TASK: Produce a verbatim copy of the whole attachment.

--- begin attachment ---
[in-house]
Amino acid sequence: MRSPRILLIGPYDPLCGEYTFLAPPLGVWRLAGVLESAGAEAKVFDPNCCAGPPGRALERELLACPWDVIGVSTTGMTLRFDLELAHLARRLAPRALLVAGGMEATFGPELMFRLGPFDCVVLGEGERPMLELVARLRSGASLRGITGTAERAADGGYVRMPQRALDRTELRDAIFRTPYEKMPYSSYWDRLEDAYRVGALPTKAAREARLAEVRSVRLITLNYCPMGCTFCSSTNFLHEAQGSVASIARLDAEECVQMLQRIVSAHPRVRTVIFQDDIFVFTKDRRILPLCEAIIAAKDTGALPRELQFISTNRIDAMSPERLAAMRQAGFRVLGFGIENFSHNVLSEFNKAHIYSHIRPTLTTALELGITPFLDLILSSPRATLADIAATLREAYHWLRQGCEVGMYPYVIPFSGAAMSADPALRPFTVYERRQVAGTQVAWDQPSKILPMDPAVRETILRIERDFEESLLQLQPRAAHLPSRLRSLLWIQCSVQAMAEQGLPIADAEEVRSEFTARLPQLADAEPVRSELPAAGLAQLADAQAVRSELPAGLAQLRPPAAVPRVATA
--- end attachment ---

[in-house]
Amino acid sequence: MRSPRILLIGPYDPLCGEYTFLAPPLGVWRLAGVLESAGAEAKVFDPNCCAGPPGRALERELLACPWDVIGVSTTGMTLRFDLELAHLARRLAPRALLVAGGMEATFGPELMFRLGPFDCVVLGEGERPMLELVARLRSGASLRGITGTAERAADGGYVRMPQRALDRTELRDAIFRTPYEKMPYSSYWDRLEDAYRVGALPTKAAREARLAEVRSVRLITLNYCPMGCTFCSSTNFLHEAQGSVASIARLDAEECVQMLQRIVSAHPRVRTVIFQDDIFVFTKDRRILPLCEAIIAAKDTGALPRELQFISTNRIDAMSPERLAAMRQAGFRVLGFGIENFSHNVLSEFNKAHIYSHIRPTLTTALELGITPFLDLILSSPRATLADIAATLREAYHWLRQGCEVGMYPYVIPFSGAAMSADPALRPFTVYERRQVAGTQVAWDQPSKILPMDPAVRETILRIERDFEESLLQLQPRAAHLPSRLRSLLWIQCSVQAMAEQGLPIADAEEVRSEFTARLPQLADAEPVRSELPAAGLAQLADAQAVRSELPAGLAQLRPPAAVPRVATA